MAN in Classic Quotes

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Quotes from Mansfield Park by Jane Austen
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 Current Search - man in Mansfield Park
1  Charles Maddox was to be the man.
Mansfield Park By Jane Austen
Get Context   In CHAPTER XV
2  To the right is the steward's house; he is a very respectable man.
Mansfield Park By Jane Austen
Get Context   In CHAPTER VIII
3  No man can like being driven into the appearance of such inconsistency.
Mansfield Park By Jane Austen
Get Context   In CHAPTER XVI
4  I am afraid I am not quite so much the man of the world as might be good for me in some points.
Mansfield Park By Jane Austen
Get Context   In CHAPTER X
5  He was, in fact, the most agreeable young man the sisters had ever known, and they were equally delighted with him.
Mansfield Park By Jane Austen
Get Context   In CHAPTER V
6  After a moment's embarrassment the lady replied, "You are too much a man of the world not to see with the eyes of the world."
Mansfield Park By Jane Austen
Get Context   In CHAPTER X
7  He could hardly ever get out, poor man, to enjoy anything, and that disheartened me from doing several things that Sir Thomas and I used to talk of.
Mansfield Park By Jane Austen
Get Context   In CHAPTER VI
8  They have chosen almost as bad a play as they could, and now, to complete the business, are going to ask the help of a young man very slightly known to any of us.
Mansfield Park By Jane Austen
Get Context   In CHAPTER XVI
9  There was no natural disinclination to be overcome, and I see no reason why a man should make a worse clergyman for knowing that he will have a competence early in life.
Mansfield Park By Jane Austen
Get Context   In CHAPTER XI
10  He was a heavy young man, with not more than common sense; but as there was nothing disagreeable in his figure or address, the young lady was well pleased with her conquest.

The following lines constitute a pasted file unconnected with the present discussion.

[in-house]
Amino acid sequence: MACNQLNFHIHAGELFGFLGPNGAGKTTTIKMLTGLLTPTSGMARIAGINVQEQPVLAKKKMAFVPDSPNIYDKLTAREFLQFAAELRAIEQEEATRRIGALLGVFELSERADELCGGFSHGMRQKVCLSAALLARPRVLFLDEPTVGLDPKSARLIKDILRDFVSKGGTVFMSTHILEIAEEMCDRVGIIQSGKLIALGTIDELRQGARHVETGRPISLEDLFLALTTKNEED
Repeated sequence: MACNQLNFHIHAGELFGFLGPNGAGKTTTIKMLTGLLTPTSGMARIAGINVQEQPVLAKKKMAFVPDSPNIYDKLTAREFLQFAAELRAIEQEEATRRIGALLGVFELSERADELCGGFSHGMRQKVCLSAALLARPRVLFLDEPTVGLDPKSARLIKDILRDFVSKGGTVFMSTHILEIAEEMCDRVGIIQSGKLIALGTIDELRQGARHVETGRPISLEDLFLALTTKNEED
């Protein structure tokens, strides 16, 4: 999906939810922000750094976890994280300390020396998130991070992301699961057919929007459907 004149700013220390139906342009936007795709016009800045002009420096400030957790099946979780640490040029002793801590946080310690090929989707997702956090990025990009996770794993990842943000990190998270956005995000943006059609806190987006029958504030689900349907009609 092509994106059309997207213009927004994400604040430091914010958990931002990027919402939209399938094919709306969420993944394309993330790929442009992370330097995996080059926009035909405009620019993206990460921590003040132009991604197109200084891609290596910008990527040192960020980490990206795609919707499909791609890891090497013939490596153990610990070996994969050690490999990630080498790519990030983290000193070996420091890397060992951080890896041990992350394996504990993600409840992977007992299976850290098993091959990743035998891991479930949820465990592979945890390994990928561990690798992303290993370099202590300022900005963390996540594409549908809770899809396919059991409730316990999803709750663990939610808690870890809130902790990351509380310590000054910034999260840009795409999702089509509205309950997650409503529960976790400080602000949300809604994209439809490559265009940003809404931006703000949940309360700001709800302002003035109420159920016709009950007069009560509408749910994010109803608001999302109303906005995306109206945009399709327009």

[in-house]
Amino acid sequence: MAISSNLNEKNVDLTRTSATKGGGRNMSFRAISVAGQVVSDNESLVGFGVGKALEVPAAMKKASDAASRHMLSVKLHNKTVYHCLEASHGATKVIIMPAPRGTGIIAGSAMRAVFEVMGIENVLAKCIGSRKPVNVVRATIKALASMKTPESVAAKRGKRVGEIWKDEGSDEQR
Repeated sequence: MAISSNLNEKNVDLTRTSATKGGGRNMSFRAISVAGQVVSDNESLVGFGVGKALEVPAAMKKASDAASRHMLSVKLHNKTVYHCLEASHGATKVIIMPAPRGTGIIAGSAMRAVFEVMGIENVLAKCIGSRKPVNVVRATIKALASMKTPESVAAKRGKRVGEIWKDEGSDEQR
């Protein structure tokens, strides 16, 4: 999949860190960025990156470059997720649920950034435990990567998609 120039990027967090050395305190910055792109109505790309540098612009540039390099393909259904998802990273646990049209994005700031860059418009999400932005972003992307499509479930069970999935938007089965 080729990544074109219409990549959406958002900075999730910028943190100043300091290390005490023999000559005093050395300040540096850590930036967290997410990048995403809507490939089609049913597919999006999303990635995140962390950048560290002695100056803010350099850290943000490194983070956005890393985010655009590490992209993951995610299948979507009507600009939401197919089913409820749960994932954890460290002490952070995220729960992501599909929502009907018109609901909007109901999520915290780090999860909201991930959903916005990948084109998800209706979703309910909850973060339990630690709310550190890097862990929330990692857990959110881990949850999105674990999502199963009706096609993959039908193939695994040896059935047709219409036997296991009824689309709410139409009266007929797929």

Mansfield Park By Jane Austen
Get Context   In CHAPTER IV
11  Edmund was uniformly kind himself; and she had nothing worse to endure on the part of Tom than that sort of merriment which a young man of seventeen will always think fair with a child of ten.
Mansfield Park By Jane Austen
Get Context   In CHAPTER II
12  On Mr. Norris's death the presentation became the right of a Dr. Grant, who came consequently to reside at Mansfield; and on proving to be a hearty man of forty-five, seemed likely to disappoint Mr. Bertram's calculations.
Mansfield Park By Jane Austen
Get Context   In CHAPTER III
13  A young woman, pretty, lively, with a harp as elegant as herself, and both placed near a window, cut down to the ground, and opening on a little lawn, surrounded by shrubs in the rich foliage of summer, was enough to catch any man's heart.
Mansfield Park By Jane Austen
Get Context   In CHAPTER VII
14  Miss Crawford found a sister without preciseness or rusticity, a sister's husband who looked the gentleman, and a house commodious and well fitted up; and Mrs. Grant received in those whom she hoped to love better than ever a young man and woman of very prepossessing appearance.
Mansfield Park By Jane Austen
Get Context   In CHAPTER IV
15  Which is, perhaps, more in favour of his liking Julia best, than you, Fanny, may be aware; for I believe it often happens that a man, before he has quite made up his own mind, will distinguish the sister or intimate friend of the woman he is really thinking of more than the woman herself.
Mansfield Park By Jane Austen
Get Context   In CHAPTER XII
16  It delighted Mrs. Grant to keep them both with her, and Dr. Grant was exceedingly well contented to have it so: a talking pretty young woman like Miss Crawford is always pleasant society to an indolent, stay-at-home man; and Mr. Crawford's being his guest was an excuse for drinking claret every day.
Mansfield Park By Jane Austen
Get Context   In CHAPTER V
17  "If poor Sir Thomas were fated never to return, it would be peculiarly consoling to see their dear Maria well married," she very often thought; always when they were in the company of men of fortune, and particularly on the introduction of a young man who had recently succeeded to one of the largest estates and finest places in the country.
Mansfield Park By Jane Austen
Get Context   In CHAPTER IV
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